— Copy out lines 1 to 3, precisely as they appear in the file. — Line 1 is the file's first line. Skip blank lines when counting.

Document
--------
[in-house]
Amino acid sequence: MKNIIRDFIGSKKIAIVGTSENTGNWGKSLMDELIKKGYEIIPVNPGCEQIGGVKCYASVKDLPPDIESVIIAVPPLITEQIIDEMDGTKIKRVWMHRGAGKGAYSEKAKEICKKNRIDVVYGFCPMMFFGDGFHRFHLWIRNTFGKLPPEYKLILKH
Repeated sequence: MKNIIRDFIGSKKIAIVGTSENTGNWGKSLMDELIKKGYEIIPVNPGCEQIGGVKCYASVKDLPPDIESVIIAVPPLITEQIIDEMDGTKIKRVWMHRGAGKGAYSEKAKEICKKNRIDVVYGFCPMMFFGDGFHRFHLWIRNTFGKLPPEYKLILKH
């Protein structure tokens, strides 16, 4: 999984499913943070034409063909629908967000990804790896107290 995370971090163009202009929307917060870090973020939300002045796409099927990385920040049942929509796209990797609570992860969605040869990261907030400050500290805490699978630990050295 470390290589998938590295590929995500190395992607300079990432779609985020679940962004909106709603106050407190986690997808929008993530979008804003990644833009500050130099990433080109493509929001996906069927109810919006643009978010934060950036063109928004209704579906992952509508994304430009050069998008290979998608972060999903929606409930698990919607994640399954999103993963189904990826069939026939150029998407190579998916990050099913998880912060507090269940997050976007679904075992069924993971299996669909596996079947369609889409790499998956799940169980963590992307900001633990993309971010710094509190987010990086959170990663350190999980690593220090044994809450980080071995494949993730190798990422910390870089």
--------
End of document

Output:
[in-house]
Amino acid sequence: MKNIIRDFIGSKKIAIVGTSENTGNWGKSLMDELIKKGYEIIPVNPGCEQIGGVKCYASVKDLPPDIESVIIAVPPLITEQIIDEMDGTKIKRVWMHRGAGKGAYSEKAKEICKKNRIDVVYGFCPMMFFGDGFHRFHLWIRNTFGKLPPEYKLILKH
Repeated sequence: MKNIIRDFIGSKKIAIVGTSENTGNWGKSLMDELIKKGYEIIPVNPGCEQIGGVKCYASVKDLPPDIESVIIAVPPLITEQIIDEMDGTKIKRVWMHRGAGKGAYSEKAKEICKKNRIDVVYGFCPMMFFGDGFHRFHLWIRNTFGKLPPEYKLILKH